Meet Kevin Amaya, Our Inclusion & Diversity Account Specialist
Growing up as a gay Latinx male in Colombia (Kevin’s home country) and in the United States where he currently calls home; he quickly realized that as a person of color in the LGBTQIA+ community he had many disadvantages, challenges and discrimination that he would face day to day. “I would always have to work twice as hard to earn respect from my peers,” says Kevin.
He’s developed a strong sense of passion for the I&D space from his upbringing. For Kevin, continuing to be an advocate and bringing his energy into the workplace is what brings fulfillment in his career.
His aspiration is to create a space where everyone can have the best opportunities to be successful, no matter their background.
That’s why he chose a career in Inclusion and Diversity.
A career in I&D
The implementation of any I&D program is easy if you have eager and passionate individuals that want to take the time to learn and hear different perspectives from others to gain cultural intelligence.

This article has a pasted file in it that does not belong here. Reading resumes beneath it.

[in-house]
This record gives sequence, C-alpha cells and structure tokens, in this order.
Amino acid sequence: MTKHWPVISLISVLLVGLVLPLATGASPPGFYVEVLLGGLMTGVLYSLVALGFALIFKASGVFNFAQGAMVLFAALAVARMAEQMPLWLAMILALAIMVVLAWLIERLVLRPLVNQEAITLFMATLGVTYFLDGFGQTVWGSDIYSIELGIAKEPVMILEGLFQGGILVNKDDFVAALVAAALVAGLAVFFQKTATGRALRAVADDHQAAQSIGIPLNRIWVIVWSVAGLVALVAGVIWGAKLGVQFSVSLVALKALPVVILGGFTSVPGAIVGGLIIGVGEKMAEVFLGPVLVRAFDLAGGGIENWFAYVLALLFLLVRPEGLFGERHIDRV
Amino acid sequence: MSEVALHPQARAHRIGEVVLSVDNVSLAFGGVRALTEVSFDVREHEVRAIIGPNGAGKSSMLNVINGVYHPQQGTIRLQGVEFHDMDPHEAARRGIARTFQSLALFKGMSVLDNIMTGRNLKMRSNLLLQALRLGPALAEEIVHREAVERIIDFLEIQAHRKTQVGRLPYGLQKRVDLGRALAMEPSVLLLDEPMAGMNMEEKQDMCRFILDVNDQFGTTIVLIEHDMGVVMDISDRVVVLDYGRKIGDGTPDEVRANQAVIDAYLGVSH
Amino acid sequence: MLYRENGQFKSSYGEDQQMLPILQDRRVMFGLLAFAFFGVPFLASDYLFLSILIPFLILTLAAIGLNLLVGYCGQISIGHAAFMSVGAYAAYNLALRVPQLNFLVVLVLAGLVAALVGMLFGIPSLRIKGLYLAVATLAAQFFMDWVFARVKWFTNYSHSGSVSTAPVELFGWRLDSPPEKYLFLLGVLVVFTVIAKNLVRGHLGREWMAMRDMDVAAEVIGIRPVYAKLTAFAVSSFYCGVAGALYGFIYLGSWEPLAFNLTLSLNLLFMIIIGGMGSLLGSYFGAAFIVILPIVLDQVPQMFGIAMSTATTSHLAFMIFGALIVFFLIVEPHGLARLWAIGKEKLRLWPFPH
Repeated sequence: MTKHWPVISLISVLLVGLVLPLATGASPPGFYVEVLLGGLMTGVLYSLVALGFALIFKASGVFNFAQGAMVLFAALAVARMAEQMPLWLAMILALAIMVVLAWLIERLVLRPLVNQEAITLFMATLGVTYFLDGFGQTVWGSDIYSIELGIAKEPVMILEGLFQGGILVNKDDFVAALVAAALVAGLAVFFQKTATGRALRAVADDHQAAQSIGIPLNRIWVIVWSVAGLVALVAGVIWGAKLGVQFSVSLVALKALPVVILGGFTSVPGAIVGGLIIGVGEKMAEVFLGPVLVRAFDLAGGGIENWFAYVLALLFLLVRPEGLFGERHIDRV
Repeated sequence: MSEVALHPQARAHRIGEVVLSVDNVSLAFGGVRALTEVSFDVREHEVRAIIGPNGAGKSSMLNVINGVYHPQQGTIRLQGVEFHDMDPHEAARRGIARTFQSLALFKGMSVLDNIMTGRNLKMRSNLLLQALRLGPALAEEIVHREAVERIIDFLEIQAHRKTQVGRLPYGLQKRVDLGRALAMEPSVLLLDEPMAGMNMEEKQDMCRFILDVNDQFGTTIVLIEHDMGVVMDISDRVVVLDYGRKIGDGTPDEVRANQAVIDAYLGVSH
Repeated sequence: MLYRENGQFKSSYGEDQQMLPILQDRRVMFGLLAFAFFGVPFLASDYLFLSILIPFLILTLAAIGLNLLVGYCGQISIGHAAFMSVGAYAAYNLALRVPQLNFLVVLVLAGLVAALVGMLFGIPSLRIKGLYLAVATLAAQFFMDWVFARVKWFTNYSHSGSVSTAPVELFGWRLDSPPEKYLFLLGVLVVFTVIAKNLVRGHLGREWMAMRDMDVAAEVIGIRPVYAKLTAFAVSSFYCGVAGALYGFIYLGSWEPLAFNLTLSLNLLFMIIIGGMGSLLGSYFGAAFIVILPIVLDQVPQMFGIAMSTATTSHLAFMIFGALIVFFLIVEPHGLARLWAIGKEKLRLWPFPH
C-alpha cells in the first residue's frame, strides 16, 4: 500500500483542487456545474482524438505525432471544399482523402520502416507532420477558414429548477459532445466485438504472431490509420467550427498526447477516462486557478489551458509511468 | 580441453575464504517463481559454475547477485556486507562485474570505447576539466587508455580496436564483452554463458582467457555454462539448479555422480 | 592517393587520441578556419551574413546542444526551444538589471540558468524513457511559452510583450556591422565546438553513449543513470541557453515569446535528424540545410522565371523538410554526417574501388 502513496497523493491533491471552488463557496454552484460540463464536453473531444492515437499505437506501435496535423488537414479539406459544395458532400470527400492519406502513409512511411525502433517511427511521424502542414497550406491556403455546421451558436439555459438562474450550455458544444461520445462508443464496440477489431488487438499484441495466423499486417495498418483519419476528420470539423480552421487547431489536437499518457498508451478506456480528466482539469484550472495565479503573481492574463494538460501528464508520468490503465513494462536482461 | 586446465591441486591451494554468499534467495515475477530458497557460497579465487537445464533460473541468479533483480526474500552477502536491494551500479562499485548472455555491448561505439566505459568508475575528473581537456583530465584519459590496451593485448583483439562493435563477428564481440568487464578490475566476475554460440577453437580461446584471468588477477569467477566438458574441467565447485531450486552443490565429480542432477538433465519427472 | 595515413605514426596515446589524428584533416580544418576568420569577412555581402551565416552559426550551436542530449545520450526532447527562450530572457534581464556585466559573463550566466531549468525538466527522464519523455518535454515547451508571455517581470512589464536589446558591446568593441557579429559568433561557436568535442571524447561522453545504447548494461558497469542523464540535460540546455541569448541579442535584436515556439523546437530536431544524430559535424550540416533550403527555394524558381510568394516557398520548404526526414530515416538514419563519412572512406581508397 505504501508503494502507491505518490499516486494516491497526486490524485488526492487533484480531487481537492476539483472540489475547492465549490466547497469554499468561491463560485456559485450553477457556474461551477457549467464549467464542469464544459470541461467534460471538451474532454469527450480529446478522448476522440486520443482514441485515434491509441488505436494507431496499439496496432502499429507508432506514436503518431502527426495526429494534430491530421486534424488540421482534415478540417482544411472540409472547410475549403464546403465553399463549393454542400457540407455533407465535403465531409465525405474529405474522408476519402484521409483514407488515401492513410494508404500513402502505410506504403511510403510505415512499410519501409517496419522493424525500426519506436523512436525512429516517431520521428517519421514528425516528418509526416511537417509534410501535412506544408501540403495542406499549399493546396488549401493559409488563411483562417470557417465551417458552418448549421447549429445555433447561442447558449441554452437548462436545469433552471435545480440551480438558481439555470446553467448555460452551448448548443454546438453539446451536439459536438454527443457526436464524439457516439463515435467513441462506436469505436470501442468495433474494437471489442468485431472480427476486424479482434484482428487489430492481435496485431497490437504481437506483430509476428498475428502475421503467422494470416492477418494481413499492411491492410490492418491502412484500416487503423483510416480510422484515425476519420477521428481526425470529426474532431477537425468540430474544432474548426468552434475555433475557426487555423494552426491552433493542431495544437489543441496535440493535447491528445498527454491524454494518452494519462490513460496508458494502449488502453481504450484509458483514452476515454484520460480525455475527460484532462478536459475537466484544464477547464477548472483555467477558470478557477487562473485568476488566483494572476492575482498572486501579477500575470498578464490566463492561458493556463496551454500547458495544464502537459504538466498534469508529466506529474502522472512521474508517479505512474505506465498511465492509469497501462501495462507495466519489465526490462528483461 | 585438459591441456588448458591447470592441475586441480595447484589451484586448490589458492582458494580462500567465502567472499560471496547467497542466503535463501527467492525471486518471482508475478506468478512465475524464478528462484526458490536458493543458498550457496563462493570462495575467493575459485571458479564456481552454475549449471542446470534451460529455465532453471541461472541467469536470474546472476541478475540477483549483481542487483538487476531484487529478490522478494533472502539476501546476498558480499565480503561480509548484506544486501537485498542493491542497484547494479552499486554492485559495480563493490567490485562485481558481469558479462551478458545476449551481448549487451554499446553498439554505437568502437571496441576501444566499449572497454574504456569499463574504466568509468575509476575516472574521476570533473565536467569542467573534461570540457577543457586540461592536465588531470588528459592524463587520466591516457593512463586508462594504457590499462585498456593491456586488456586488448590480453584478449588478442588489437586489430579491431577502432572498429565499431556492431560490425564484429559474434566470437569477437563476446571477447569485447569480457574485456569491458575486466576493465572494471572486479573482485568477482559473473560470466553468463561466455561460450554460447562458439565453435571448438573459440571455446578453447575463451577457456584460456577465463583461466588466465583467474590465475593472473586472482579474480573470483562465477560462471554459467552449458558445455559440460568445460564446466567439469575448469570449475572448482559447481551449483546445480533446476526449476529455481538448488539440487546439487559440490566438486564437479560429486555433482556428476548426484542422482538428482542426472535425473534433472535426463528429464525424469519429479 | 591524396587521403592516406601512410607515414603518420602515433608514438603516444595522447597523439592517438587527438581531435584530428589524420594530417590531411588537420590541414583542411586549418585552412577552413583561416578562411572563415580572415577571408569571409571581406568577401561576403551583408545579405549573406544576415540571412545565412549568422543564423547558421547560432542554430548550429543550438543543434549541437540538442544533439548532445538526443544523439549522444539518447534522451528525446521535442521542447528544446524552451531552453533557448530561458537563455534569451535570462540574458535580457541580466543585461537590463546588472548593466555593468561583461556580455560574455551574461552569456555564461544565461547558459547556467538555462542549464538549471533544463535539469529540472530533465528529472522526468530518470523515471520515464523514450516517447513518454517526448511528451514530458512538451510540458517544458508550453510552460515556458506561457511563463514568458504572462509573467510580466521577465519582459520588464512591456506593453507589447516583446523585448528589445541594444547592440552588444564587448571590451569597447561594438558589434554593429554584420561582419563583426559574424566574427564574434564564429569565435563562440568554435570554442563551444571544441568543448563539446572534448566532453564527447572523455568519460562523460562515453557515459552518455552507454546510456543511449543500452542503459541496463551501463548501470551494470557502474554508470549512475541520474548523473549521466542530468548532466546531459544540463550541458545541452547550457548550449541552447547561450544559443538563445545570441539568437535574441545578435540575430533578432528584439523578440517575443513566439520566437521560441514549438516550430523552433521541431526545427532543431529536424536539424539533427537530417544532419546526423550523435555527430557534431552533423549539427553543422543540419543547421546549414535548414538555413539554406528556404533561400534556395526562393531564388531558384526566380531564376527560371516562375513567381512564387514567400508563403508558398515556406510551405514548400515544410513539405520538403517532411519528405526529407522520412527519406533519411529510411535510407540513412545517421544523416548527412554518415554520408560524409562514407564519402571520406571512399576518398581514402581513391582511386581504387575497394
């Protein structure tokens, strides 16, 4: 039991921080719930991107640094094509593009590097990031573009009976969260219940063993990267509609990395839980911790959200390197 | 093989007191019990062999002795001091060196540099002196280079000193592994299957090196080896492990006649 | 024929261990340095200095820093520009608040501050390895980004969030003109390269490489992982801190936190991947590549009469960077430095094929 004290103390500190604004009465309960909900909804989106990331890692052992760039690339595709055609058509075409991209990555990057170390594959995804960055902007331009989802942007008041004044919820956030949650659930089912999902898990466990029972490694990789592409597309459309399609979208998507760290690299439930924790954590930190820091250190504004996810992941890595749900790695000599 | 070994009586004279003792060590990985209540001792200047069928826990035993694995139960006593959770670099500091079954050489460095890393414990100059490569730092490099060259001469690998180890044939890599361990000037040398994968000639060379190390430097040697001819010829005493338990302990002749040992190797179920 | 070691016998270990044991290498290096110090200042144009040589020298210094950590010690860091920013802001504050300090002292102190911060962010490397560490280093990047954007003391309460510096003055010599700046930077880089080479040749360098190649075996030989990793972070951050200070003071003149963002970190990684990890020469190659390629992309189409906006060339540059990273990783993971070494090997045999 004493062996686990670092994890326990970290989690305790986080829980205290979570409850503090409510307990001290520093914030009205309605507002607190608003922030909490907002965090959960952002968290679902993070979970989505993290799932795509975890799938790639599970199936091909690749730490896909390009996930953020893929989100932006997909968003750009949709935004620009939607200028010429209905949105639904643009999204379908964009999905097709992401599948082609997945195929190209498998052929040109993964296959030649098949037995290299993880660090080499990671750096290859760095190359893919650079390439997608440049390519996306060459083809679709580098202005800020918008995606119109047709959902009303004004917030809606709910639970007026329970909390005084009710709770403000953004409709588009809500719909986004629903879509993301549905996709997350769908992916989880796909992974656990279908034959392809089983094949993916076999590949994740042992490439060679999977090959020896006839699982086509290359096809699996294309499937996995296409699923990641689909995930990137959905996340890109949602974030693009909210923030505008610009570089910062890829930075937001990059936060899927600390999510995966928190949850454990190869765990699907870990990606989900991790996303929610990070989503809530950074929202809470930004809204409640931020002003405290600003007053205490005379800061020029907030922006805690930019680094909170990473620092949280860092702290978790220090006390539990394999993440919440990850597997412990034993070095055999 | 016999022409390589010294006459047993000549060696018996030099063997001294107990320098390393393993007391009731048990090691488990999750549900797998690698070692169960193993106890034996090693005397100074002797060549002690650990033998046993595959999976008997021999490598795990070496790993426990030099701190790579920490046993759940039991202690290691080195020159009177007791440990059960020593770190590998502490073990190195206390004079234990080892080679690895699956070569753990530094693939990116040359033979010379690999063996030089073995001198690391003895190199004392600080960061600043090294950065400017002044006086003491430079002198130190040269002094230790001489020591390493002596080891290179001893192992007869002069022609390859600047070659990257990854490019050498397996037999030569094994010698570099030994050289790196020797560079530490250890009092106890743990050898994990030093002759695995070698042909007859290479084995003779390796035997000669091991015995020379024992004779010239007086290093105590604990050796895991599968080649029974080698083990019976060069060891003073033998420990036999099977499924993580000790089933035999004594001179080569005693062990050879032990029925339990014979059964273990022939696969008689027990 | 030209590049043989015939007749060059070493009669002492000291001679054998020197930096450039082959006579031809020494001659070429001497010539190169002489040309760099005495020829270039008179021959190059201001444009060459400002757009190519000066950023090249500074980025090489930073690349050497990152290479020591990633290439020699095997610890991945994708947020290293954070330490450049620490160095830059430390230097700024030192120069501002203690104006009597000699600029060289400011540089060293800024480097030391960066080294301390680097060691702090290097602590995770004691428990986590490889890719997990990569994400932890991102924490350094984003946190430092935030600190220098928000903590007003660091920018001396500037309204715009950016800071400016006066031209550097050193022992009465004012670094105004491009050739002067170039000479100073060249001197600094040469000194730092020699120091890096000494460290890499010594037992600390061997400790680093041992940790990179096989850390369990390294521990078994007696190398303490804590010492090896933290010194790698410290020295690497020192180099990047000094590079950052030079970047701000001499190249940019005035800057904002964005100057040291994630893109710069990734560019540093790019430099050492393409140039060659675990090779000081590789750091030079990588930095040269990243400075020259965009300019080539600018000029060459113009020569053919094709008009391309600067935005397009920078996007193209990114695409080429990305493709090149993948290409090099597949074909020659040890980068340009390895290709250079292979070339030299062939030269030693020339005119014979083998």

The most difficult part of implementing an I&D program(s) is engaging individuals that have the mindset that the program will not add value to their day-to-day responsibilities, how they work with their teams and or how they show up to work.
This creates a gap in how the organization fosters an inclusive culture and prioritizes all diversity dimensions of each employee. For any I&D program to have success, you need everyone on-board starting from the top down to come together and share their unique perspectives – senior leaders, middle management and employees that are in early stages of their careers. This is what will allow everyone to show up as authentically as they can to work.
Kevin’s top tips to get an organization on board with diversity and inclusion initiatives
The very first step is to listen and understand where everyone is on their I&D journey. This will help create the right approach on what programs, conversations, and I&D initiatives you can start to introduce into the business. On this journey, everyone needs to also be actively engaged in building their cultural intelligence by getting exposure to different resources that will support them in their understanding of varying diversity dimensions.
Take the time to invest in people that do not look like you and learn about their values and beliefs.
Read a book on Inclusive Leadership.
The ultimate goal is to have everyone engaged in discussions that will lead them to become strong advocates for creating a more inclusive culture.